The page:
9. Michael Kaply · 2011-11-21 17:33 · #

    Firefox has AMO integration (all though not as integrated as this).

    I would imagine if the Firefox guys had thought of this, they would have done it as well.

    Reply from Wladimir Palant:

    The logic is in the browser however, AMO is merely providing data. For me that’s a very important difference – the browser logic is on my computer, I can go look at it and there is a changelog for each release. It won’t suddenly change because Mozilla is running a campaign. And if it changes then the change will leave traces. AMO has a strict policy that websites are not to be trusted – that policy applies to extensions but it also applies to the browser itself.

    I cannot imagine Mozilla leaving a backdoor in the browser to silently install extensions, sorry. Particularly extensions that aren’t even defined yet and could potentially do anything.

  10. Jamie · 2011-11-23 02:03 · #

    Another small nit:

    “And another nice side-effect: Gmail automatically gets the notification permission and can display desktop notifications without asking the user for permission. Bad luck for all the other webmail services out there.”

    If I am understanding correctly, you can disable the option within Gmail to disable desktop notifications. This should result with no notifications when using Chrome or any other browsers. I have that option set and don’t see any notifications in browsers (Firefox & Chrome) or on my desktop. I log into email and view the inbox to see if I have new mail (by design).

    Hope that helps…

    Reply from Wladimir Palant:

    I am talking about the browser, and the browser automatically gives Gmail a permission that other websites (like competing mail services) have to ask for. What Gmail does with that permission is absolutely irrelevant here.

  11. underthehood · 2011-11-23 06:27 · #

    Doesn’t this page’s Google search box somewhat undermine the points made? -p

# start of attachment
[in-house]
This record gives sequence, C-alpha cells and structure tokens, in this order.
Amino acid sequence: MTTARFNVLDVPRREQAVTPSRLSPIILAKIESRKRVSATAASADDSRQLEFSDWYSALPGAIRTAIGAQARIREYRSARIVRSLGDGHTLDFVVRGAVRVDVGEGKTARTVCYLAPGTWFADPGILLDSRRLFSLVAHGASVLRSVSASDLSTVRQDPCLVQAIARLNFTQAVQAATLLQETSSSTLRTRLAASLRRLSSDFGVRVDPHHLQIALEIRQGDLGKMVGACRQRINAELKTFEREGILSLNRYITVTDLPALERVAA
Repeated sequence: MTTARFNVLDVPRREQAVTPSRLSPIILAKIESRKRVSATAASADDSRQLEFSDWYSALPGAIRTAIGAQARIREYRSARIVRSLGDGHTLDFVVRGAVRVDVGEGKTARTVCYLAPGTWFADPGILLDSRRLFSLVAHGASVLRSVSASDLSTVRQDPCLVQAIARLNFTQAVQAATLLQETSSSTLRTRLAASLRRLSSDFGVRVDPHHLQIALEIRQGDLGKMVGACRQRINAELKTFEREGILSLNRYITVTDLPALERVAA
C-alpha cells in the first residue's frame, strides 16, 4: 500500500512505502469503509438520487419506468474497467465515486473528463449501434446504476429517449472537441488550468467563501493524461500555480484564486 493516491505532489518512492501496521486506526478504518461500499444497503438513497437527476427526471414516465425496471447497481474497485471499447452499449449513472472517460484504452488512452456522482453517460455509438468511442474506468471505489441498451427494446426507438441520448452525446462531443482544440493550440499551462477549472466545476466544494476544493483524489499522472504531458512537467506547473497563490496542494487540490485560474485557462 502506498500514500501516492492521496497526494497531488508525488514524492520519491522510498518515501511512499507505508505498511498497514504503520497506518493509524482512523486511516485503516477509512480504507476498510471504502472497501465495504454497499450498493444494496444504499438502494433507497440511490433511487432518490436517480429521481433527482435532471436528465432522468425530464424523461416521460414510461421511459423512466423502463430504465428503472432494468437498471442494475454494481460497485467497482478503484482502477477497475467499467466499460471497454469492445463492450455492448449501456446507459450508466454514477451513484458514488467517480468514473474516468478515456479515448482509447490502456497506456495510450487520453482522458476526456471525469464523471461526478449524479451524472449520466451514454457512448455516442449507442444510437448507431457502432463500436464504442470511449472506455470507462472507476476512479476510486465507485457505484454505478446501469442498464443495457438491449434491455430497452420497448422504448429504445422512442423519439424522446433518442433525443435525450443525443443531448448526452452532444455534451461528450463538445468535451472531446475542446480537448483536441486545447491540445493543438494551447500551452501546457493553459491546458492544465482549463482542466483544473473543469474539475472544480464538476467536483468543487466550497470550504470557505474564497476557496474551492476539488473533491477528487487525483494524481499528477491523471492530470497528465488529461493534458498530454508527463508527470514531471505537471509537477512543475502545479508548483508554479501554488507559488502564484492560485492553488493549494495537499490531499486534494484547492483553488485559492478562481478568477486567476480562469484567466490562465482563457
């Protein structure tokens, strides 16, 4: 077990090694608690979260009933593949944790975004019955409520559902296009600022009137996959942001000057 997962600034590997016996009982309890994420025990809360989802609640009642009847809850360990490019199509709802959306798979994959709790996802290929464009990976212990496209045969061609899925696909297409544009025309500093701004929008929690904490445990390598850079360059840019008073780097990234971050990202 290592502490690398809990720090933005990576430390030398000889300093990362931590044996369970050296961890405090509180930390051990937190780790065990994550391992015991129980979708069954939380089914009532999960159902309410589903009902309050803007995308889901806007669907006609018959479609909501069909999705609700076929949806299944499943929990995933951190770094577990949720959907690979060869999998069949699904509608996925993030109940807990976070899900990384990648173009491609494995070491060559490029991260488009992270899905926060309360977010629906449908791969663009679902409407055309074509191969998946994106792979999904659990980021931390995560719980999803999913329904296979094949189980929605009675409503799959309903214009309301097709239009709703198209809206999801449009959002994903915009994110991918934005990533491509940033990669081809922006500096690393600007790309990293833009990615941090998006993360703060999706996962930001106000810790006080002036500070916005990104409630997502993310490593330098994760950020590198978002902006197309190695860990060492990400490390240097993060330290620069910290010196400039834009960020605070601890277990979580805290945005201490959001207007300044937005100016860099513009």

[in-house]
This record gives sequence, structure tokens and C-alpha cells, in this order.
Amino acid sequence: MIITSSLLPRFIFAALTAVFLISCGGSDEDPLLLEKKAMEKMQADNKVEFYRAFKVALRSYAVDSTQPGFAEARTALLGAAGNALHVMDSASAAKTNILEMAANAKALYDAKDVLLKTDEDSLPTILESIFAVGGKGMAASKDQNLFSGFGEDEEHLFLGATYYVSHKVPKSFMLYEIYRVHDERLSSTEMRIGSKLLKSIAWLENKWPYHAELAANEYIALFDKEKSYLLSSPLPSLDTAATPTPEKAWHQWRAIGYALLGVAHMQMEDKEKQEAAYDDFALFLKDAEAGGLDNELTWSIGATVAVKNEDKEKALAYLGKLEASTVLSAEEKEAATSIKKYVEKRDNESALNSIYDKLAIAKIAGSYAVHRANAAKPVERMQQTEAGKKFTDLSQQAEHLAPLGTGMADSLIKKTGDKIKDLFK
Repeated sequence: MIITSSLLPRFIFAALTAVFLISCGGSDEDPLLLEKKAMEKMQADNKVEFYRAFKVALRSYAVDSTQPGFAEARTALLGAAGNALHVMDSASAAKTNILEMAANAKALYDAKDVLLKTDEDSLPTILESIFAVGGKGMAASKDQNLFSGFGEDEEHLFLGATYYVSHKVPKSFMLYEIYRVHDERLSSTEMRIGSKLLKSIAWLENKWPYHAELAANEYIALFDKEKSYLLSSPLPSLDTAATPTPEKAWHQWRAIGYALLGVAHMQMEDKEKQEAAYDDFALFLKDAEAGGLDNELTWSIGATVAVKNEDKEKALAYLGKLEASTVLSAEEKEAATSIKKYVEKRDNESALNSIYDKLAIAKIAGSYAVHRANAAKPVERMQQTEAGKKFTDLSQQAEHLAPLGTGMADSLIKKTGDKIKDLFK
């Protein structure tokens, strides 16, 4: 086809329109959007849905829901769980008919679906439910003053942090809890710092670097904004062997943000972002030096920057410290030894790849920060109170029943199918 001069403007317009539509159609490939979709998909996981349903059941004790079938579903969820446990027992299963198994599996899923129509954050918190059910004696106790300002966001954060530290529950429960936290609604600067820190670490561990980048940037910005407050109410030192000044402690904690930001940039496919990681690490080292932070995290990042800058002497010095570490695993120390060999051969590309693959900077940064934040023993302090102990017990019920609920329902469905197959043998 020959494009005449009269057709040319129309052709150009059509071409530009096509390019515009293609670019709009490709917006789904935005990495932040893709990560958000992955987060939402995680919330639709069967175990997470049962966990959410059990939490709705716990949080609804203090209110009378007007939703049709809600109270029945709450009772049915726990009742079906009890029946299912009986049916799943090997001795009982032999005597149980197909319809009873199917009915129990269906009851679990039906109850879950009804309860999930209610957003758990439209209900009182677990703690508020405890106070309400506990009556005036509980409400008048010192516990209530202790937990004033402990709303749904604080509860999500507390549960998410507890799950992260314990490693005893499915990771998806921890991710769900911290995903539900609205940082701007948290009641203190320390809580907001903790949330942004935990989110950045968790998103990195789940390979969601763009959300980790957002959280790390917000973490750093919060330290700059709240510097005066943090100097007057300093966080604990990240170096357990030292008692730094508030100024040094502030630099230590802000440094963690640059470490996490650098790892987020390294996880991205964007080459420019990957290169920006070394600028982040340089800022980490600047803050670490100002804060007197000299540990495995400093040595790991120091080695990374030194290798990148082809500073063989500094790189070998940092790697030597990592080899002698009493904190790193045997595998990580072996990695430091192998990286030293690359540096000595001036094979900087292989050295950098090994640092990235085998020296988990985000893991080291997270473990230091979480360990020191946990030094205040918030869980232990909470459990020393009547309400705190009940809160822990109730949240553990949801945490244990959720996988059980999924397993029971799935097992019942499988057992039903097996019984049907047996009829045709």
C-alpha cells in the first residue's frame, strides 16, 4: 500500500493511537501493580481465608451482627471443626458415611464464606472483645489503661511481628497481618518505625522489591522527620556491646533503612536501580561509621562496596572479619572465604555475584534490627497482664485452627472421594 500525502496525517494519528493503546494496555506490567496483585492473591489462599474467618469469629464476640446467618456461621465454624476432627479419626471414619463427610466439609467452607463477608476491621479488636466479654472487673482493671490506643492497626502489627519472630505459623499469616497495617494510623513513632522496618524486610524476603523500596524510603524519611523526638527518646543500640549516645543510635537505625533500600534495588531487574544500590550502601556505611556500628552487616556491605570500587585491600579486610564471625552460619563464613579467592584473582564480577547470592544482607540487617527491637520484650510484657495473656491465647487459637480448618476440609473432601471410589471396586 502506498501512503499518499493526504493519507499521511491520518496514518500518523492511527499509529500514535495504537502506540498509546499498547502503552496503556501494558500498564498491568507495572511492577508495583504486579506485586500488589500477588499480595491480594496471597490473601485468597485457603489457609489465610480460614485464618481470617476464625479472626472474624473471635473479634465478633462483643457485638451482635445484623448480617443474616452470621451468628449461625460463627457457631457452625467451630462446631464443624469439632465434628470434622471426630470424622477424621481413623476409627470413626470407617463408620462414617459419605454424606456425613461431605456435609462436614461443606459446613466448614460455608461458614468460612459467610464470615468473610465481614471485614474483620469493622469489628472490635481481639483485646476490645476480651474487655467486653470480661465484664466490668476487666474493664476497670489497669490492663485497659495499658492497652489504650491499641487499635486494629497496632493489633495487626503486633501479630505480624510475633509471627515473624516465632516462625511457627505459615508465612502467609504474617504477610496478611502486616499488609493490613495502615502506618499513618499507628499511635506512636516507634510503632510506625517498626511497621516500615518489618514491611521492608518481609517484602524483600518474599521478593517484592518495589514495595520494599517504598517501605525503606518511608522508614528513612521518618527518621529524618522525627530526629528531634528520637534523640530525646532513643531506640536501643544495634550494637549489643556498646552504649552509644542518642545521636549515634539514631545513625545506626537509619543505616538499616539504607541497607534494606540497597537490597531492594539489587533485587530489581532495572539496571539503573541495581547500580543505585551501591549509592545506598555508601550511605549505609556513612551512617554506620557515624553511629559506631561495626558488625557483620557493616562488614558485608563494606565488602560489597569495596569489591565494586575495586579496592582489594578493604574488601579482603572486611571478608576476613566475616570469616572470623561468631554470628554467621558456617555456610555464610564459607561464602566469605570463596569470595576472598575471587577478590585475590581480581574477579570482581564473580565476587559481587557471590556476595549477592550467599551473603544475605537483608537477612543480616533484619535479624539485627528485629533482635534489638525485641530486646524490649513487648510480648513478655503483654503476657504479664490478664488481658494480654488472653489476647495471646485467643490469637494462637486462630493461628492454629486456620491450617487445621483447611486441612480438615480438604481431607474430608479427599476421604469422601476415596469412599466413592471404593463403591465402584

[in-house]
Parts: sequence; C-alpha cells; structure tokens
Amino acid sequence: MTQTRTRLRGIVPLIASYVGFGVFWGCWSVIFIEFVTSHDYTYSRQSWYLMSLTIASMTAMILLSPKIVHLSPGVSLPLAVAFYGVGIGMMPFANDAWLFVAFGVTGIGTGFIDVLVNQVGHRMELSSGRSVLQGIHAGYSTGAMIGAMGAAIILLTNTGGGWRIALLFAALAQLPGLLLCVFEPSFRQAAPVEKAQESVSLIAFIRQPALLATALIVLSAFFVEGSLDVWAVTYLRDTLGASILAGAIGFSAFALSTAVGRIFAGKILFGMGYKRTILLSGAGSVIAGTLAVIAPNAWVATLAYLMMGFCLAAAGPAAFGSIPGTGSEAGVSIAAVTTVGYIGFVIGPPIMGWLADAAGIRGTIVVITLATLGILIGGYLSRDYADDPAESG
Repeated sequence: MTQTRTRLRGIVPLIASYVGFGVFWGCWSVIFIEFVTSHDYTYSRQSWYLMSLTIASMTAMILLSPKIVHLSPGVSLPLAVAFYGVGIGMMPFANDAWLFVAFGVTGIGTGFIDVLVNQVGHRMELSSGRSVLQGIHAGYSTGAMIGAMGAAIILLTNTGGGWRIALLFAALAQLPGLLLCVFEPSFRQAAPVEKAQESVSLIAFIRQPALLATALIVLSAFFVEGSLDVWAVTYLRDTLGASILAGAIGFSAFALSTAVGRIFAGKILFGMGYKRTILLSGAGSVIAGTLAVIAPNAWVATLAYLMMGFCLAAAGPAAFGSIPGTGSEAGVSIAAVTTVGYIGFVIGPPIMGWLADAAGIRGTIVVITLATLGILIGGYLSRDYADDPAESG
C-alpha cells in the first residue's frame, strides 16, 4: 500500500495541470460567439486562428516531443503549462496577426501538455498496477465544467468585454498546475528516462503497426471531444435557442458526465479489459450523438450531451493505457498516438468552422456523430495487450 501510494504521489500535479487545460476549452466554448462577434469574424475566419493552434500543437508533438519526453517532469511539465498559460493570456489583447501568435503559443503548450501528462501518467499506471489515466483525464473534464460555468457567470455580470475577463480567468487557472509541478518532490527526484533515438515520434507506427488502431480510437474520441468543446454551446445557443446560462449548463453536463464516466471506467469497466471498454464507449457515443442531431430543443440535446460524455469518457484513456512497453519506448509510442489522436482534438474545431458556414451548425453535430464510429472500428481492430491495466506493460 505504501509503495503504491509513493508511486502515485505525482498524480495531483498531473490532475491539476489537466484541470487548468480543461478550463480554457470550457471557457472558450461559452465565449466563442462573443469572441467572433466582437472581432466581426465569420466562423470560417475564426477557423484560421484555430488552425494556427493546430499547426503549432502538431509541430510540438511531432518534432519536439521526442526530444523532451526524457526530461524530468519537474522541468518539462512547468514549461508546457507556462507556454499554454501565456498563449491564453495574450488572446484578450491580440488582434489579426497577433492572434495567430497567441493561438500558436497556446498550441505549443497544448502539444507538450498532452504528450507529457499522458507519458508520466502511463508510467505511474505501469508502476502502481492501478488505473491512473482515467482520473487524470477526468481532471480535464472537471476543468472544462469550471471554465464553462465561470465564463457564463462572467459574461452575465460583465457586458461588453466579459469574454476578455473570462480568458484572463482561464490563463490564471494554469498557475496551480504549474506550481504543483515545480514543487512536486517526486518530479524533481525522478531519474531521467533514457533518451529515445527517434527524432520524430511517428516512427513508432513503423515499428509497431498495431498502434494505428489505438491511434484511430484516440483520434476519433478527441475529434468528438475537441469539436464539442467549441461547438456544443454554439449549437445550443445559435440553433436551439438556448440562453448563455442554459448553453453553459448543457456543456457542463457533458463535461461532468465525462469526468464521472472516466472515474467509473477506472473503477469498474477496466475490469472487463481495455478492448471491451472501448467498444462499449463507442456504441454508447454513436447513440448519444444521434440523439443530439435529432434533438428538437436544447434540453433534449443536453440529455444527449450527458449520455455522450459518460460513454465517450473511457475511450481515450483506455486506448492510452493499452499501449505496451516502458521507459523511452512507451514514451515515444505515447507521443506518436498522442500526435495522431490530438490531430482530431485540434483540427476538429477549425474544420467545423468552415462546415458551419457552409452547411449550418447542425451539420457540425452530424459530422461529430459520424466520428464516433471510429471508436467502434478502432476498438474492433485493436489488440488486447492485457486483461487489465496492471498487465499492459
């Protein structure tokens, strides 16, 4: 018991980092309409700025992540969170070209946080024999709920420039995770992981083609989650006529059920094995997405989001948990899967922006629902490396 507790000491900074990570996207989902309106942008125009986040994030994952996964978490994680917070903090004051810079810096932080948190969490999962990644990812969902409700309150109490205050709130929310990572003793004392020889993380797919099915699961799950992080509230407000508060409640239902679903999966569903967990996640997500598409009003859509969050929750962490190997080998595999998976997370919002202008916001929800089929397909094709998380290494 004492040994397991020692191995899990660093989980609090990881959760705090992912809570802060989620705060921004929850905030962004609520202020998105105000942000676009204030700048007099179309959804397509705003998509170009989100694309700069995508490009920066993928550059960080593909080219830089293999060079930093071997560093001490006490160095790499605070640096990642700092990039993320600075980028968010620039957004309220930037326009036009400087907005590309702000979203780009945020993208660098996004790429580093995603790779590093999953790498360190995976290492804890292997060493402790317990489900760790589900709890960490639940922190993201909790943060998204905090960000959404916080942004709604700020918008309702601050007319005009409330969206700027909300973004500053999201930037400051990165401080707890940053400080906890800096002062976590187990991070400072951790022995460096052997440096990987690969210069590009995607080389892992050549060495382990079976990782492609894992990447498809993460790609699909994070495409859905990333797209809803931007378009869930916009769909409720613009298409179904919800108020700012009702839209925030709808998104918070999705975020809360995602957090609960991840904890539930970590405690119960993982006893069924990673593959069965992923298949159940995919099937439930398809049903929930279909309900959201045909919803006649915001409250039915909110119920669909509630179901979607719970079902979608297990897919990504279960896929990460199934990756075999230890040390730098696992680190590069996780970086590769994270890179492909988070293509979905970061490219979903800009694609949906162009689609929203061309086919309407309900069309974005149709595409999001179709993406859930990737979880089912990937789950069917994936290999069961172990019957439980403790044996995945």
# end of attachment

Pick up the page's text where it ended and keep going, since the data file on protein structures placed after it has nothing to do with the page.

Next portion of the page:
Reply from Wladimir Palant:

    What do you think is the point? “Google is evil, never trust Google and always use other search engines because they are soooo much better”?

  12. DeoDomuique · 2011-12-02 13:31 · #

    Thanks for the infos. I hope you’ll keep an eye on it.

    I believe we didn’t see anything yet. The “best” will come later as the Market-Share grows smoothly. My sister has Chrome without even knowing how ( probably from an installer of other popular program )…

  13. mike · 2011-12-08 02:21 · #

    First off I want to say thanks for making this program, it works quite nicely.

    However, I was disappointed to see you barraging me with your own ads after I installed it. This didn’t happen last time I installed it, but granted that was over 5 years ago.

    Look, it’s a cool program, but I’m not going to give you money for it. It doesn’t do anything I can’t do with notepad and knowledge of what a HOSTS file is. Convenient, yes, but it doesn’t offer any new functionality.

    I just found it ironic and self-defeating that I had to click through multiple ads served to me by you, when the whole point of me using this program is I don’t want to see ads. Period. Including yours.

    Reply from Wladimir Palant:

    I have no idea what you are talking about. Above the comment form it says: “Please note that comments not related to this blog post will be removed. For questions on Adblock Plus please use the forums.”